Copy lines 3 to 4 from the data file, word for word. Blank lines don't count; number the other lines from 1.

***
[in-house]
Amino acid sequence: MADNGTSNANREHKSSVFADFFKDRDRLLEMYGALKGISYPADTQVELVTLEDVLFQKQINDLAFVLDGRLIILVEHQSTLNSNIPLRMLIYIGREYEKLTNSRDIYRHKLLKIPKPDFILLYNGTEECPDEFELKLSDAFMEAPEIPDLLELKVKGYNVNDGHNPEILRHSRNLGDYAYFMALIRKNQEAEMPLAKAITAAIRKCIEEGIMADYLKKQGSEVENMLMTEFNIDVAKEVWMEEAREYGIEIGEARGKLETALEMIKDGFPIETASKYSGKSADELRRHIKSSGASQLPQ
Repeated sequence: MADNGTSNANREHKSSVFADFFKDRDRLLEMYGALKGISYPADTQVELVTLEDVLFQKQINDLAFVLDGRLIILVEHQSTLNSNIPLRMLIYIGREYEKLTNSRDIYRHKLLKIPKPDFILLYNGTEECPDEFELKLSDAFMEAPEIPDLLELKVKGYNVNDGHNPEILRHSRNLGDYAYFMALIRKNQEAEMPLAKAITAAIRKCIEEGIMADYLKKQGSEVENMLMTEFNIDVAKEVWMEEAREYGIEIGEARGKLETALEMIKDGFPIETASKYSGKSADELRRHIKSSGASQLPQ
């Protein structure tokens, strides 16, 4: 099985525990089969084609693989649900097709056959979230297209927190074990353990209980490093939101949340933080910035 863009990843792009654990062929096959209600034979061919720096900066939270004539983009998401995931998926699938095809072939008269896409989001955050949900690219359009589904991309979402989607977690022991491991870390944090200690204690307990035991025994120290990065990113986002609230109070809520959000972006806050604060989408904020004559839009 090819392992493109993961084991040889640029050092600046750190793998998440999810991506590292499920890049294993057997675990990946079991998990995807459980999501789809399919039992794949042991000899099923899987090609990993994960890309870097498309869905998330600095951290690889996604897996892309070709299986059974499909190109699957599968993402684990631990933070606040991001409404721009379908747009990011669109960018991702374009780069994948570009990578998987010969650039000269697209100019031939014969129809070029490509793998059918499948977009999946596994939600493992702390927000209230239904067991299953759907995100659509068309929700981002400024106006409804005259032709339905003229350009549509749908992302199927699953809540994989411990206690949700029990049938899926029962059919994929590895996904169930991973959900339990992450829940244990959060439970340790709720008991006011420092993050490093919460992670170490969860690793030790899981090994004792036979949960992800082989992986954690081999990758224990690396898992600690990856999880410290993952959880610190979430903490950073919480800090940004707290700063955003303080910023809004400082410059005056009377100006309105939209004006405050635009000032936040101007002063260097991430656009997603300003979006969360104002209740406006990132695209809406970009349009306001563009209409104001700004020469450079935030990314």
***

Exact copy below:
Repeated sequence: MADNGTSNANREHKSSVFADFFKDRDRLLEMYGALKGISYPADTQVELVTLEDVLFQKQINDLAFVLDGRLIILVEHQSTLNSNIPLRMLIYIGREYEKLTNSRDIYRHKLLKIPKPDFILLYNGTEECPDEFELKLSDAFMEAPEIPDLLELKVKGYNVNDGHNPEILRHSRNLGDYAYFMALIRKNQEAEMPLAKAITAAIRKCIEEGIMADYLKKQGSEVENMLMTEFNIDVAKEVWMEEAREYGIEIGEARGKLETALEMIKDGFPIETASKYSGKSADELRRHIKSSGASQLPQ
């Protein structure tokens, strides 16, 4: 099985525990089969084609693989649900097709056959979230297209927190074990353990209980490093939101949340933080910035 863009990843792009654990062929096959209600034979061919720096900066939270004539983009998401995931998926699938095809072939008269896409989001955050949900690219359009589904991309979402989607977690022991491991870390944090200690204690307990035991025994120290990065990113986002609230109070809520959000972006806050604060989408904020004559839009 090819392992493109993961084991040889640029050092600046750190793998998440999810991506590292499920890049294993057997675990990946079991998990995807459980999501789809399919039992794949042991000899099923899987090609990993994960890309870097498309869905998330600095951290690889996604897996892309070709299986059974499909190109699957599968993402684990631990933070606040991001409404721009379908747009990011669109960018991702374009780069994948570009990578998987010969650039000269697209100019031939014969129809070029490509793998059918499948977009999946596994939600493992702390927000209230239904067991299953759907995100659509068309929700981002400024106006409804005259032709339905003229350009549509749908992302199927699953809540994989411990206690949700029990049938899926029962059919994929590895996904169930991973959900339990992450829940244990959060439970340790709720008991006011420092993050490093919460992670170490969860690793030790899981090994004792036979949960992800082989992986954690081999990758224990690396898992600690990856999880410290993952959880610190979430903490950073919480800090940004707290700063955003303080910023809004400082410059005056009377100006309105939209004006405050635009000032936040101007002063260097991430656009997603300003979006969360104002209740406006990132695209809406970009349009306001563009209409104001700004020469450079935030990314």